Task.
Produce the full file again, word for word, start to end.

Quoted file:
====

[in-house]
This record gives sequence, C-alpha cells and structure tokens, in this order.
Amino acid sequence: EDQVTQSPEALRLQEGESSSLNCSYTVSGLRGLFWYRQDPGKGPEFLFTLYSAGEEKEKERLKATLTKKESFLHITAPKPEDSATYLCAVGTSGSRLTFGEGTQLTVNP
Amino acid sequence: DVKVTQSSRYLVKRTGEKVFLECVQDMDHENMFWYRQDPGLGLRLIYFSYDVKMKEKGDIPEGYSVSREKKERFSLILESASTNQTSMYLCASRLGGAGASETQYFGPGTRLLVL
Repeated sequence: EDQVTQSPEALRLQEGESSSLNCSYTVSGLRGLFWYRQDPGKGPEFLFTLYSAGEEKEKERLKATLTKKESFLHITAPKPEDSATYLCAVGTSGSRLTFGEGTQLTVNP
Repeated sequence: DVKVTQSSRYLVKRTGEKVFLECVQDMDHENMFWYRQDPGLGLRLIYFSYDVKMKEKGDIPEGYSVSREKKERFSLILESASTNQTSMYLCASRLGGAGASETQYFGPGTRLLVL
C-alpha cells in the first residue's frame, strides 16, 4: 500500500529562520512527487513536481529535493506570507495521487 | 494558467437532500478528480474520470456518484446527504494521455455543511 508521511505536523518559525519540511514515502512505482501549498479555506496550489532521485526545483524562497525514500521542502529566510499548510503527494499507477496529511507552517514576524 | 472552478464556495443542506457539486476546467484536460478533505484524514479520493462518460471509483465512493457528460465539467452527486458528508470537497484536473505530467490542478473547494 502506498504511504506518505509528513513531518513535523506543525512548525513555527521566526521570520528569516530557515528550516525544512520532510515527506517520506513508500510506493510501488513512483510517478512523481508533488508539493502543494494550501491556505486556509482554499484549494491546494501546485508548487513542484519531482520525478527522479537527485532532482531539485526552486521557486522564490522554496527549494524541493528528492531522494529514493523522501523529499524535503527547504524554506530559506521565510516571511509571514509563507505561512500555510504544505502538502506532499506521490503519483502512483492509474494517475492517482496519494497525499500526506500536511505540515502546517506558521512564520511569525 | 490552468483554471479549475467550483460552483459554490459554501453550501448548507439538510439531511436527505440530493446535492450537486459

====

[in-house]
This record gives sequence, C-alpha cells and structure tokens, in this order.
Amino acid sequence: EDQVTQSPEALRLQEGESSSLNCSYTVSGLRGLFWYRQDPGKGPEFLFTLYSAGEEKEKERLKATLTKKESFLHITAPKPEDSATYLCAVGTSGSRLTFGEGTQLTVNP
Amino acid sequence: DVKVTQSSRYLVKRTGEKVFLECVQDMDHENMFWYRQDPGLGLRLIYFSYDVKMKEKGDIPEGYSVSREKKERFSLILESASTNQTSMYLCASRLGGAGASETQYFGPGTRLLVL
Repeated sequence: EDQVTQSPEALRLQEGESSSLNCSYTVSGLRGLFWYRQDPGKGPEFLFTLYSAGEEKEKERLKATLTKKESFLHITAPKPEDSATYLCAVGTSGSRLTFGEGTQLTVNP
Repeated sequence: DVKVTQSSRYLVKRTGEKVFLECVQDMDHENMFWYRQDPGLGLRLIYFSYDVKMKEKGDIPEGYSVSREKKERFSLILESASTNQTSMYLCASRLGGAGASETQYFGPGTRLLVL
C-alpha cells in the first residue's frame, strides 16, 4: 500500500529562520512527487513536481529535493506570507495521487 | 494558467437532500478528480474520470456518484446527504494521455455543511 508521511505536523518559525519540511514515502512505482501549498479555506496550489532521485526545483524562497525514500521542502529566510499548510503527494499507477496529511507552517514576524 | 472552478464556495443542506457539486476546467484536460478533505484524514479520493462518460471509483465512493457528460465539467452527486458528508470537497484536473505530467490542478473547494 502506498504511504506518505509528513513531518513535523506543525512548525513555527521566526521570520528569516530557515528550516525544512520532510515527506517520506513508500510506493510501488513512483510517478512523481508533488508539493502543494494550501491556505486556509482554499484549494491546494501546485508548487513542484519531482520525478527522479537527485532532482531539485526552486521557486522564490522554496527549494524541493528528492531522494529514493523522501523529499524535503527547504524554506530559506521565510516571511509571514509563507505561512500555510504544505502538502506532499506521490503519483502512483492509474494517475492517482496519494497525499500526506500536511505540515502546517506558521512564520511569525 | 490552468483554471479549475467550483460552483459554490459554501453550501448548507439538510439531511436527505440530493446535492450537486459